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Am J Emerg Med. 2017 Jul;35(7):964-969. doi: 10.1016/j.ajem.2017.01.065. Epub 2017 Feb 1.

Point-of-care lung ultrasound in children with community acquired pneumonia.

Author information

1
Department of Pediatric Emergency, Faculty of Medicine, Cukurova University, Adana, Turkey. Electronic address: hly@superonline.com.
2
Department of Pediatrics and Division of Pediatric Emergency, Faculty of Medicine, Karadeniz Technical University, Trabzon, Turkey. Electronic address: kaganozkaya@yahoo.com.
3
Department of Pediatric Emergency, Faculty of Medicine, Cukurova University, Adana, Turkey. Electronic address: sinemsr@yahoo.com.
4
Department of Pediatric Emergency, Faculty of Medicine, Cukurova University, Adana, Turkey. Electronic address: Otolu80@yahoo.com.
5
Department of Biostatistics, Faculty of Medicine, Pamukkale University, Denizli, Turkey. Electronic address: handesenol@gmail.com.

Abstract

OBJECTIVES:

To present lung ultrasound findings in children assessed with suspected pneumonia in the emergency department and to show the benefit of lung ultrasound in diagnosing pneumonia in comparison with chest X-rays.

METHODS:

This observational prospective study was performed in the pediatric emergency department of a single center. Point of care lung ultrasound was performed on each child by an independent sonographer blinded to the patient's clinical and chest X-ray findings. Community acquired pneumonia was established as a final diagnosis by two clinicians based on the recommendations in the British Thoracic Society guideline.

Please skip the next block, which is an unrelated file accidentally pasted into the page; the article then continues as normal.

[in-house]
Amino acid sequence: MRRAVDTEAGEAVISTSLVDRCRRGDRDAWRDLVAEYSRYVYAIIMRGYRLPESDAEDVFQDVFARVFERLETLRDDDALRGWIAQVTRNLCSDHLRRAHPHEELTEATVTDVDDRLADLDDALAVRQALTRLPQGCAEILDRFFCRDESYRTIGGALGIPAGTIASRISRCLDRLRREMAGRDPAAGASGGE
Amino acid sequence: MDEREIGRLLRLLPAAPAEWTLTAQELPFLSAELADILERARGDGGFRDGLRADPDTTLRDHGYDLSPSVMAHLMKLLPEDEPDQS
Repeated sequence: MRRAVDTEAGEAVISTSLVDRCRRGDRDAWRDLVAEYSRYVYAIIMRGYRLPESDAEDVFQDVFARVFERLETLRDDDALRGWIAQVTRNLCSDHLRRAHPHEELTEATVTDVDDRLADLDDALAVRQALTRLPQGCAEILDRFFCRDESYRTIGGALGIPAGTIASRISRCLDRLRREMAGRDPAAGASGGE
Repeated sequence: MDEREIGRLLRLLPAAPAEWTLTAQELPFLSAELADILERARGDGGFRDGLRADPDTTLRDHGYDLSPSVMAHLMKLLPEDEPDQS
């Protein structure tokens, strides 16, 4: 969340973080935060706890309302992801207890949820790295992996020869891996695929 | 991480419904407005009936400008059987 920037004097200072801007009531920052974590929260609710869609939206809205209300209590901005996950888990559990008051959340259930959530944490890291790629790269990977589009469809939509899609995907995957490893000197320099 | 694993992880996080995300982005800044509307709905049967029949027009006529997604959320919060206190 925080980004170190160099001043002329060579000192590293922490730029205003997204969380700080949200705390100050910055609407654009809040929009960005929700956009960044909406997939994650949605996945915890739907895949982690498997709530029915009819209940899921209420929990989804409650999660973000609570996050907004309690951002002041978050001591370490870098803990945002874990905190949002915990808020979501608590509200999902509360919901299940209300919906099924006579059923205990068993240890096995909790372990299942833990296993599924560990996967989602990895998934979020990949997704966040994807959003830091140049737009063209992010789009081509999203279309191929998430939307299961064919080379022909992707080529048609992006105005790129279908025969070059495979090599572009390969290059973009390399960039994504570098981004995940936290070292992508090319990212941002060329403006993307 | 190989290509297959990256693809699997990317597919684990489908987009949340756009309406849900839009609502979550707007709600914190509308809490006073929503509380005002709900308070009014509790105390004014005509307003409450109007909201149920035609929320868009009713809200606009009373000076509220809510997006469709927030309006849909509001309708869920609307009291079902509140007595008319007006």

RESULTS:

One hundred sixty children with a mean age of 3.3±4years and a median age of 1.4years (min-max 0.08-17.5years) were investigated. Final diagnosis in 149 children was community-acquired pneumonia. Lung ultrasound findings were compatible with pneumonia in 142 (95.3%) of these 149 children, while chest X-ray findings were compatible with pneumonia in 132 (88.5%). Pneumonia was confirmed with lung ultrasound in 15 of the 17 patients (11.4%) not evaluated as compatible with pneumonia at chest X-ray. While pneumonia could not be confirmed with lung ultrasound in seven (4.6%) patients, findings compatible with pneumonia were not determined at chest X-ray in two of these patients. When lung ultrasound and chest X-ray were compared as diagnostic tools, a significant difference was observed between them (p=0.041).

CONCLUSIONS:

This study shows that lung ultrasound is at least as useful as chest X-ray in diagnosing children with community-acquired pneumonia.

KEYWORDS:

Children; Community-acquired pneumonia; Point of care lung ultrasound

PMID:
28202294
DOI:
10.1016/j.ajem.2017.01.065
[Indexed for MEDLINE]

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